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Davis, California

Thursday, April 18, 2024

Editorial: Food stamp benefits

Over 4 million people in California are considered eligible for the federal government’s Supplemental Nutrition Assistance Program -better known as food stamps – yet only 48 percent choose to seek benefits.

A new study commissioned by California Food Policy Advocates, a statewide advocacy organization, shows that low program participation can have deeper effects than failing to reach over half the state’s hungry population. The study, which details the economic costs to California’s low participation in the federal program, shows that Yolo County alone is missing out on $24,024,718 in federal benefits. This is equivalent to a potential $44,205,482 stimulus to our local economy.

Not only is it unacceptable to have millions go hungry in the richest country in the world, but in these hard economic times, every resource to stimulate the market should be pursued. The fault lies with the bureaucratic system that prevents them from receiving benefits, not with low-income families underutilizing food stamps.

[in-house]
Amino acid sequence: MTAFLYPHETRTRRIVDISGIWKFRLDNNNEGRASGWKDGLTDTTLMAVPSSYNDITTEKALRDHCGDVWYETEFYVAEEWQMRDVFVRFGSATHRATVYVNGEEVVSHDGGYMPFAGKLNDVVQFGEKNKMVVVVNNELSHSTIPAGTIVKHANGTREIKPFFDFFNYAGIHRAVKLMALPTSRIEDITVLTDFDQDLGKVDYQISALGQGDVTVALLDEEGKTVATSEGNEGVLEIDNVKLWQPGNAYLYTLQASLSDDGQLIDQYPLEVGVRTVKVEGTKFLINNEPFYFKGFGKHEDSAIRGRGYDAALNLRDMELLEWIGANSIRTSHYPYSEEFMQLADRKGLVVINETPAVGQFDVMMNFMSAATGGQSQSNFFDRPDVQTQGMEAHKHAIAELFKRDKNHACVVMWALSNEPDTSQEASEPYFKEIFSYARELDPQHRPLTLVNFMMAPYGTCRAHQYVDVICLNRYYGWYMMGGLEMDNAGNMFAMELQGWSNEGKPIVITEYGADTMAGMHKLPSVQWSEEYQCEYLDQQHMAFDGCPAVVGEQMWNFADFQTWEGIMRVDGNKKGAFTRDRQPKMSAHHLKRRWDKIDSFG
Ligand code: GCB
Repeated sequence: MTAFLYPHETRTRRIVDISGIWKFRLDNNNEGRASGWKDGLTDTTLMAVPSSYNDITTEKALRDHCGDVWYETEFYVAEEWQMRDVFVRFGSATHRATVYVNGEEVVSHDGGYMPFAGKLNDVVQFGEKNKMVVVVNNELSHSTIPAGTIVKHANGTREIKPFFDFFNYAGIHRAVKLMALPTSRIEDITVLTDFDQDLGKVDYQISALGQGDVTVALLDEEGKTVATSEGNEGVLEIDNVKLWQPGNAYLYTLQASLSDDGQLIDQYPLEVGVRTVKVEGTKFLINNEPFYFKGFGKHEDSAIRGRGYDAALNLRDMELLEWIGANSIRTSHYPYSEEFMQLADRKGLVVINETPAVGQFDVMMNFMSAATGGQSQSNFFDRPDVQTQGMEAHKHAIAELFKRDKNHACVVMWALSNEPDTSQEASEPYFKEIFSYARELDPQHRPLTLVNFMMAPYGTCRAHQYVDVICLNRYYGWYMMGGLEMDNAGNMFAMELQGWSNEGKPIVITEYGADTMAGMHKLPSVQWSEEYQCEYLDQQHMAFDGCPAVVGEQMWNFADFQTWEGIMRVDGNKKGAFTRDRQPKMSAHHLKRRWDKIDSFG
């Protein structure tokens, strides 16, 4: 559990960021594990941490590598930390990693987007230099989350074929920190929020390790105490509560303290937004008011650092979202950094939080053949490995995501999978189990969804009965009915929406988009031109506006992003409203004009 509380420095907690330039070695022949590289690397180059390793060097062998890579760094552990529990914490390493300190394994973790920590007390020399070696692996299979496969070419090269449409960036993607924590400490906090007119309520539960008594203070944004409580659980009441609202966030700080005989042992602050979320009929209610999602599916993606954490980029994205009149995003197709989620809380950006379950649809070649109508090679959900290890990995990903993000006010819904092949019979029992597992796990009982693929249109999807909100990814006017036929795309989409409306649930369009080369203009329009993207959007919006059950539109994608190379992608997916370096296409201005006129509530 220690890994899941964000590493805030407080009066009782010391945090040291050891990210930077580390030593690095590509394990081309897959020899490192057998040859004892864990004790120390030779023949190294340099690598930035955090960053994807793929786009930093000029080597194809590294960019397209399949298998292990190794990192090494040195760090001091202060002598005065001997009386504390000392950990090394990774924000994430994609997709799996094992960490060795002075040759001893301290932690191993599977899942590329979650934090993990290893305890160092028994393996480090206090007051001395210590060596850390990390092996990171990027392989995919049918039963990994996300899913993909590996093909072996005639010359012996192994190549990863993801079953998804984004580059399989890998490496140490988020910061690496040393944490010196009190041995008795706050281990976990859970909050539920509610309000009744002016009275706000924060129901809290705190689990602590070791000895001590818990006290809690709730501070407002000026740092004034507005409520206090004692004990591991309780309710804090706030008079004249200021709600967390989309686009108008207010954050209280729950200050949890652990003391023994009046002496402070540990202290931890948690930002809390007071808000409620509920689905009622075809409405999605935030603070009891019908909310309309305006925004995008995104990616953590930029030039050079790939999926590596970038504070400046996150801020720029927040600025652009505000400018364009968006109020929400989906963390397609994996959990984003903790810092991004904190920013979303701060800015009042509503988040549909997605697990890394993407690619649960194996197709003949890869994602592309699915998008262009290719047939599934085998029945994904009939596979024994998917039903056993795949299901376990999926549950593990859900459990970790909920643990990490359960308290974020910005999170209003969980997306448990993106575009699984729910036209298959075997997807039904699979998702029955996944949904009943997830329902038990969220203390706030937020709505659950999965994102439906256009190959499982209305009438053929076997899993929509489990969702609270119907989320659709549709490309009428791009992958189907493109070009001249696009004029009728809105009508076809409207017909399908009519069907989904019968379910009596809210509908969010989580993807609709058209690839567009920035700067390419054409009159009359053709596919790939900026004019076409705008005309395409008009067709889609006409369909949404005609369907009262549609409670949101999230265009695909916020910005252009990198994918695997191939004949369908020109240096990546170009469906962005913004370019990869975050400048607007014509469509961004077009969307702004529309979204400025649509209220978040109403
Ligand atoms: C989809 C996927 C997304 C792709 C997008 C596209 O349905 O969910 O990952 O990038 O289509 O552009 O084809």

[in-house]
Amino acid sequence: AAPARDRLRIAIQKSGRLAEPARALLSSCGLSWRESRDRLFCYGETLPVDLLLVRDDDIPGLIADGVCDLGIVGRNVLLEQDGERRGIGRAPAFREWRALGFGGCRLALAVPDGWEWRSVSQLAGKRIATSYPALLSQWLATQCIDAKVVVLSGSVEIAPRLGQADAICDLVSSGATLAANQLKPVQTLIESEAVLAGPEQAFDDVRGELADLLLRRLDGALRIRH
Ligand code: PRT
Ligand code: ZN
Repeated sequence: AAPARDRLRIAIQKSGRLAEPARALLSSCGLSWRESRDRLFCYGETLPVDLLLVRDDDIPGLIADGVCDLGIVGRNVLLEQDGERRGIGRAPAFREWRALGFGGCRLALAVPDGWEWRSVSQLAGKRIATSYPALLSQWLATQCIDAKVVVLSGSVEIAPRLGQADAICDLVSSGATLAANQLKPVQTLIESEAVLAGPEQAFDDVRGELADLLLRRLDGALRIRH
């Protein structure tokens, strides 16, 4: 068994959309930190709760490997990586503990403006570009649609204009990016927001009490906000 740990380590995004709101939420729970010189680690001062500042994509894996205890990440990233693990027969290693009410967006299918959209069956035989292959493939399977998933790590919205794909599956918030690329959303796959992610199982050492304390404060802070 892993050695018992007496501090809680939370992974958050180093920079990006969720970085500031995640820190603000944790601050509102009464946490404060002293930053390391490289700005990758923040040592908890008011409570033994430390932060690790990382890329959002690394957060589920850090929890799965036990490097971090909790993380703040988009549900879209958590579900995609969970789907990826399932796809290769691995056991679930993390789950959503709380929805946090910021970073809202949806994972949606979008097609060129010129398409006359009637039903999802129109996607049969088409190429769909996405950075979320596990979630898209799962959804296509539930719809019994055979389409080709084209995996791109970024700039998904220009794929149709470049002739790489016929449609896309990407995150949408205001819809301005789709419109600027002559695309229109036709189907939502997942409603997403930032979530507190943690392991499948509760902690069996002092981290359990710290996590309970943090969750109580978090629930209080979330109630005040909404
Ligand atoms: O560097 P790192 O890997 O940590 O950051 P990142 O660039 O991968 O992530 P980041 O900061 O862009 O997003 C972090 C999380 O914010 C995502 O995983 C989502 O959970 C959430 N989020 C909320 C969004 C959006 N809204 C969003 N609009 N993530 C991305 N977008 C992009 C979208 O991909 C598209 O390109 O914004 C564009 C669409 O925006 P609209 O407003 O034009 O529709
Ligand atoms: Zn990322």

California’s exceptionally cumbersome process for proving eligibility for assistance is the root cause of the state ranking last in the nation for program participation, according to the report. Poor working families must jump through a series of hoops including extensive asset tests, in-person interviews and fingerprinting. The process requires a high level of commitment in both time and effort – something people struggling to get by on hourly wages rarely have.

There are a number of logical reforms that could cut down on the red tape and increase participation. The study recommends allowing online or phone interviews in place of in-person appointments as well as simplifying the asset reporting process. California has one of the most bureaucratic systems in the country. It is the only state that makes each recipient go through the process again every three months. Moving to a six month reporting system would simplify the process for recipients, cut down on administrative errors and decrease the burden on county food stamp offices.

With an issue as fundamental as hunger in America, the system should work with the needy, not against them. The fact that every dollar spent on food stamps generates $1.84 in economic activity only underscores how imperative it is that the government eliminate unnecessary barriers for low income families to eat.


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